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Home The Feuilleton of MilSan and MikWag
The Feuilleton of MilSan and MikWag

"Gudok" Publishes Article about Bulgakov's Feuilletons!

The Russian newspaper Gudok, the same newspaper that published Bulgakov's feuilletons from 1922 to 1926, published an article written in Russian by eFeuilleton's Mila Sanina about Bulgakov's years working in Gudok. The article includes some excerpts from feuilletons that first appeared in a book co-translated by Michael Wagner and Mila Sanina titled "Bulgakov's Feuilleton."

The article is timed to the 95th Anniversary of Gudok. 


Ten Bears Speaks from Occupy Wall Street

Ten Bears speaks from Occupy Wall Street

(The reader-comment of Janet from Salt Lake City, published in the New York Times, October 13, 2011 in response to a column by David Brooks)

"I came to Mr. Brooks' post after searching to find out where I could join the OWS events here in Salt Lake City.

Mr. Brooks, you are incredibly clueless about what I and apparently thousands of other Americans want. I care little about the debt or even the annual deficit. When I demand that the wealthy be taxed fairly, at the same rates that I am taxes at, it is not because I want to reduce the national debt. It is not because I want to strip the wealthy of all their money. It is because I want a stop to the austerity measures that are undermining the social contract I believe we as a nation entered into when we the people decided to form a nation. The gross inequality in this country is undermining the well being of all of us. When we the people would rather bailout the wealthy than provide health care to all, something is terribly wrong.

Yes, I and others have yet to articulate clearly what policy changes we want, but I am very certain that for the past decade, if not for longer, I have felt that my voice was not heard in the halls of Congress. In spite of voting, writing my congressional representatives, writing letters to the editor, etc., I feel that I have no voice. I want to be heard. I am joining the 99% of Americans that want to be heard. This is not about the national debt. It is about social justice and fairness. It is about having a government that looks out for the well-being of the 99% as much as it cares about the well-being of the 1%. I want to be represented in government. Since I don't have that, I will take to the streets."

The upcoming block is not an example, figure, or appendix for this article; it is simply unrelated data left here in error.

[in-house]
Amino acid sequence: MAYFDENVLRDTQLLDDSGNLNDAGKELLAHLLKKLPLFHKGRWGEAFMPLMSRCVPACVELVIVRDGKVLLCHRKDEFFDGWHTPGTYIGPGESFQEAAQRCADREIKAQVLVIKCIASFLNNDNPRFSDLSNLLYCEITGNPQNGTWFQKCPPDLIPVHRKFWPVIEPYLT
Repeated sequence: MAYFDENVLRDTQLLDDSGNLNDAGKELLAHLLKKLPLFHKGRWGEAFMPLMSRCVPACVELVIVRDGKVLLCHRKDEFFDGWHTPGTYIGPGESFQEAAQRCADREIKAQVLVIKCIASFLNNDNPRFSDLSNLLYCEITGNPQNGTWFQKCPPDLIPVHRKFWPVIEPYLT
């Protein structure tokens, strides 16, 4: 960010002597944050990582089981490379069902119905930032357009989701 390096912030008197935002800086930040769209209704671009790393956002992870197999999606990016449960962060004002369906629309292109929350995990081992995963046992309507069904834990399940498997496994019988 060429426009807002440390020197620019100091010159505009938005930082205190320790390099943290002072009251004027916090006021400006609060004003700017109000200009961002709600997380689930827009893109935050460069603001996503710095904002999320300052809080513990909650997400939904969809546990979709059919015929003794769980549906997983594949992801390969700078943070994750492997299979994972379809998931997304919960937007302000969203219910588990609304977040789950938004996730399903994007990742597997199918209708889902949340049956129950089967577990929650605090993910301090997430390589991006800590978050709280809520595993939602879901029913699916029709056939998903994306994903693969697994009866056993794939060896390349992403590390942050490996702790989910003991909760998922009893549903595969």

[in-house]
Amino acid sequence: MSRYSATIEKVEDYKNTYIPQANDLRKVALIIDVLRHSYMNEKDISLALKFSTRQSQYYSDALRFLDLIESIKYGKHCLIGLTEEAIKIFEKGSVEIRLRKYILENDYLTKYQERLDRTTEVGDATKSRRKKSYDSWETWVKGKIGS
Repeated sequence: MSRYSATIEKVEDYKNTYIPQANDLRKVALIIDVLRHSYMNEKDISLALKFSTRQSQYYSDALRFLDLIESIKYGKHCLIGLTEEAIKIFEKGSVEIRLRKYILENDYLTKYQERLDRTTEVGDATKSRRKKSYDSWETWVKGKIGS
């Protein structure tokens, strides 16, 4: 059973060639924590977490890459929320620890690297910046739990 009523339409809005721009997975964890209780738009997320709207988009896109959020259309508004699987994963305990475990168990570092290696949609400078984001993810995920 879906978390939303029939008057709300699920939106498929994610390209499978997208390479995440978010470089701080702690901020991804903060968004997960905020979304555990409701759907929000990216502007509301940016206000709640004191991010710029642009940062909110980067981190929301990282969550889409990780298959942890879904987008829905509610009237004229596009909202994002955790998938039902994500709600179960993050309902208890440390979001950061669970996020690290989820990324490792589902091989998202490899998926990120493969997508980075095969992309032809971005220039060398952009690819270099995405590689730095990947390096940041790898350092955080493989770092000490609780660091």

Janet speaks well. We should listen to her words.


10 Bears Speaks from South Dakota

Too much of the ignorant American citizeny thrives on, gossip, lies, violence, manipulation, stealing and hating the very thing that sustains them, government. This is the Fox citizen; this is the true enemy of the people. They give us wars without end and men who make billions off the blood of our soldiers. They give us a tabloid tea party government that has no honor.

NYT's reader-commentor brentcox, Sturgis S.D.


Mars Attacks?

The Martian ambassador enters the Oval Office with two ray-gun toting bodyguards.  He says something diplomatically in Martian to the President, then pulls out a blaster and starts incinerating everyone in sight.

The President — played by Jack Nicholson — adjusts his tie and makes a speech to the Martians. "Why can't we just all get along."

The Martian ambassador grins, sheds a tear (MikWag: I am not making this up, see video), extends his hand, then plants the Martian flag in the President.

The audience knows it's coming.  Ten scenes back, the Martians blasted the official greeting party in Nevada.  A few scenes later, they blasted Congress.

In Tim Burton's world, the motivation of the Martians is probably different than that of the Republicans.   They're just sadists.  In the nursing home 'death panel' scene, a couple of Martians encounter a little old lady. She's got her back to them.  She's listening with headphones to the country-yodeling classic, "I'm Casting My Lasso Towards The Sky" by Jimmy Wakely and Lee "Lasses" White.  The Martians, rub their hands in delight, tip toe out, return with massive blaster, roll the business end of it right up to the back of her head...

The little old lady is heroically saved.  She happens to remove her headphones and it turns out that the country-yodeling classic makes green brains explode inside space helmets.  Yuck!  The world is saved.